Pet owners advised to use portion control
Inverurie based pet store, Pets at Home, are advising their customers to exercise portion control with their pets.
Colleagues at the store are embarking on a campaign to highlight the importance of choosing the right diet for pets because 41 per cent of cats and 35 percent of dogs in the UK are reported to be either overweight or obese.
Staff are calling for cat and dog owners to pay a visit to the store for completely free weight-check and nutrition consultation**.
Store manager Neil Jack said: “Pets, in the same way as humans, can suffer from serious health problems such as heart disease, diabetes and arthritis as a result of a poor diet. But unlike humans, pets can’t do anything about it and rely on their owners to manage their diet for them.
“Obesity is just one of the issues which can be addressed at a nutrition consultation. For example, one of the biggest problems we see at our nutrition consultations is a lack of awareness when it comes to choosing food. A pet’s nutritional requirements change as it gets older so it’s important to know that you’re feeding the right food for its life stage.
“We’ve found that in many cases, kittens and puppies are being given food intended for fully-grown pets and also that many pet owners are unaware that their pet is ‘senior’ when it reaches the age of seven, particularly if the pet doesn’t show any signs of getting older and is not overweight or obese. Getting your pet to follow a senior recipe, for example, could help to prevent health problems later in life such as joint and bone problems.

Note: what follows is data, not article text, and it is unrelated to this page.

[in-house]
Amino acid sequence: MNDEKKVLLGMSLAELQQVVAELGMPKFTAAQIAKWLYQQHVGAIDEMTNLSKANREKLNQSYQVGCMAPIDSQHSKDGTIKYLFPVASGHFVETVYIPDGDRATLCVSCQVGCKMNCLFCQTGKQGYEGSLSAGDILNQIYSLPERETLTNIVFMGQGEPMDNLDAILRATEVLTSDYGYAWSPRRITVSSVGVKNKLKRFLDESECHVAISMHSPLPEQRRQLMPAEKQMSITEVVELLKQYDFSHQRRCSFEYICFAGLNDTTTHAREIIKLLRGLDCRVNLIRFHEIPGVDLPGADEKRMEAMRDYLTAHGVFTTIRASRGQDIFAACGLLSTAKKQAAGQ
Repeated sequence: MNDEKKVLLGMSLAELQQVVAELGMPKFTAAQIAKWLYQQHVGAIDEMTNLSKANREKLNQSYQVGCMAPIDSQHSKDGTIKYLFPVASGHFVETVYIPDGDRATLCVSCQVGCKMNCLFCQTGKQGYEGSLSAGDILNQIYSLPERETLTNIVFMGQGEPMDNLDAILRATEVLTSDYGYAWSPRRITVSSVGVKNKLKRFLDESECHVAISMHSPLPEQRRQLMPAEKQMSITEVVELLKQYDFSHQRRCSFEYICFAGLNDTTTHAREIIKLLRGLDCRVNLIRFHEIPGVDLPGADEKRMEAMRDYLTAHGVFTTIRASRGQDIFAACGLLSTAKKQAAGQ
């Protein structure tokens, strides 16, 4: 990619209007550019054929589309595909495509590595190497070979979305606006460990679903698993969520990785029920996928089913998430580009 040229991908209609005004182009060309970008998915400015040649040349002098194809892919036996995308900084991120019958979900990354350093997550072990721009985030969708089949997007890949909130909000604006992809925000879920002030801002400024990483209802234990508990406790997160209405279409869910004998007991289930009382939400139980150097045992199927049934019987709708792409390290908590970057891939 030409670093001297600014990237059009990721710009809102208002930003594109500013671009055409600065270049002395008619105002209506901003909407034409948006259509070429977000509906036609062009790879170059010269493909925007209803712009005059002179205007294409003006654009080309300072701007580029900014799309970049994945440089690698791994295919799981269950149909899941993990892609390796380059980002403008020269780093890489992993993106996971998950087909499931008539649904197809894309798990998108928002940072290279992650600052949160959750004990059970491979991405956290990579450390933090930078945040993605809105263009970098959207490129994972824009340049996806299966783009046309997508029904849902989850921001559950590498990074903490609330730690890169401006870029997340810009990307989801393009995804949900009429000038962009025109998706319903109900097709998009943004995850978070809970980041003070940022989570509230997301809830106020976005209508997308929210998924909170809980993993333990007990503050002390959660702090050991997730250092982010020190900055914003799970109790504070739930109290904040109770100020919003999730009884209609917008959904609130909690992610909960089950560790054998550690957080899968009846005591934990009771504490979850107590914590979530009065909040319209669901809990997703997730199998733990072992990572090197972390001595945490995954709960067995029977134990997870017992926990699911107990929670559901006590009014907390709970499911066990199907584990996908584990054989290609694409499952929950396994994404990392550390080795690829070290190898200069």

“Worryingly, some cats and dogs are also being fed human leftovers which contain little or none of the necessary nutrients for them to lead happy, healthy lives.”
Statistics show that 29 per cent of dog owners, 13 per cent of cat owners and 10 per cent of rabbit owners are feeding their pets leftovers such as crisps, chocolate and cake – all of which can lead to serious health problems.
Some 26 per cent of owners also said they are simply using ‘common sense’ rather than on-pack feeding guides, measuring cups or using one-to-one advice when deciding how much to feed their animal.